MegaCortex is a relatively new ransomware family that keeps the 2019 trend of risk actors developing ransomware particularly for targeted attacks on enterprises.
First Week of June 2019, analysis of the MegaCortex Ransomware when a sample was found with the aid of the MalwareHunter Team. Along with this sample, thru got here a wave of assaults that affected many organizations.
How does MegaCortex Ransomware Work
The attackers were getting access to a community after which compromising the Windows area controller.
Once the domain controller became compromised the attackers would deploy Cobalt Strike so as to open a reverse shell lower back to the attackers.
After getting access to the domain controller, the attackers configured it to distribute a batch record, a renamed PsExec, and winnit.Exe, which is one of the major executables of the malware, to the rest of the computer systems at the network.
When launching the winnit.Exe executable, a particular base64 encoded string would need to be furnished so as for the ransomware to extract and inject a DLL into memory.
After this step, they run the batch document remotely. This record will terminate Windows strategies as well as stop and disable services so as to intrude on the ransomware’s routines.
The stated DLL is the one accountable for record encryption. It then will check whether the document is accessible for it to be encrypted and if now not accessible after numerous attempts this may be logged on C:oz_nqjjp.Log
Once the ransomware system is activated, it creates these files:
The ******** are 8 random characters that are identical for the three files at the affected system. These names are also stated within the ransom notice called !!!_READ_ME_!!!.Txt.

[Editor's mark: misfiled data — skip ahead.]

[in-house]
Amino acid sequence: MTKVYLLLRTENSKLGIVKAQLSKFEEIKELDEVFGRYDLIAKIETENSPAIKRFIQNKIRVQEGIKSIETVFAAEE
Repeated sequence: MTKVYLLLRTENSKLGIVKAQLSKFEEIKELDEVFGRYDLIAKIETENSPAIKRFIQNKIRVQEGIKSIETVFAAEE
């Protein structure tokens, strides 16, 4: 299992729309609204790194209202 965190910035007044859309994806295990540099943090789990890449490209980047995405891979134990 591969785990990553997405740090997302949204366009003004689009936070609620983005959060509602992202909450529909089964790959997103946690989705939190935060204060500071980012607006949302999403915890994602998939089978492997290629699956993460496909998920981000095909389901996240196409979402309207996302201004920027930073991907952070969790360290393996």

The ransom word, the log record, and the tsv record are all located within the root drive. The dll, on the opposite hand, can be found within the %temp% folder.
The encrypted documents are given the extension.Aes128ctr. The encryption ordinary skips files with the extensions:
The habitual also skips the documents:
It additionally skips all of the files and subfolders under %windir%, with the exception of %windir%temp. In addition, MegaCortex deletes all of the shadow copies at the affected system.
After the encryption recurring is complete, MegaCortex displays this alternatively theatrical ransom observe, high on drama and low on grammatical correctness.
As the ransomware encrypts a file it’s going to append the.Megac0rtx extension to the encrypted record’s name. For example, test.Jpg could be encrypted and renamed to test.Jpg.Megac0rtx.
Each report that is encrypted, may also encompass the MEGA-G8=.
As it’s encrypting, the ransomware will also create a log report at C:x5gj5_gmG8.Log to be able to comprise a listing of files that could not be encrypted by the ransomware.
When completed encrypting files the ransomware will create a ransom word named !!!_READ-ME_!!!. Txtand saves it at the sufferer’s desktop. This ransom observe includes emails that the sufferer can use to contact the attackers to discover charge instructions. The observe states that ransom amounts range anywhere from 2-3 bitcoins to 600 BTC.
During its execution, the ransomware may even delete Shadow Volume Copies using the vssadmin delete shadows /all /for=C: command.
In addition, Kremez informed BleepingComputer that there are references to the Windows Cipher /W: command, that is used to overwrite deleted statistics so that it can’t be recovered using document restoration software.
Recommended safety for MegaCortex
They’re still seeking to broaden a clearer photo of the infection procedure, however, for now, it appears that there’s a sturdy correlation among the presence of MegaCortex, and pre-existing, ongoing contamination at the victims’ networks with both Emotet and Qbot. If you are seeing alerts approximately Emotet or Qbot infections, those must take a high priority. Both of those bots may be used to distribute other malware, and it’s possible that’s how the MegaCortex infections got their start.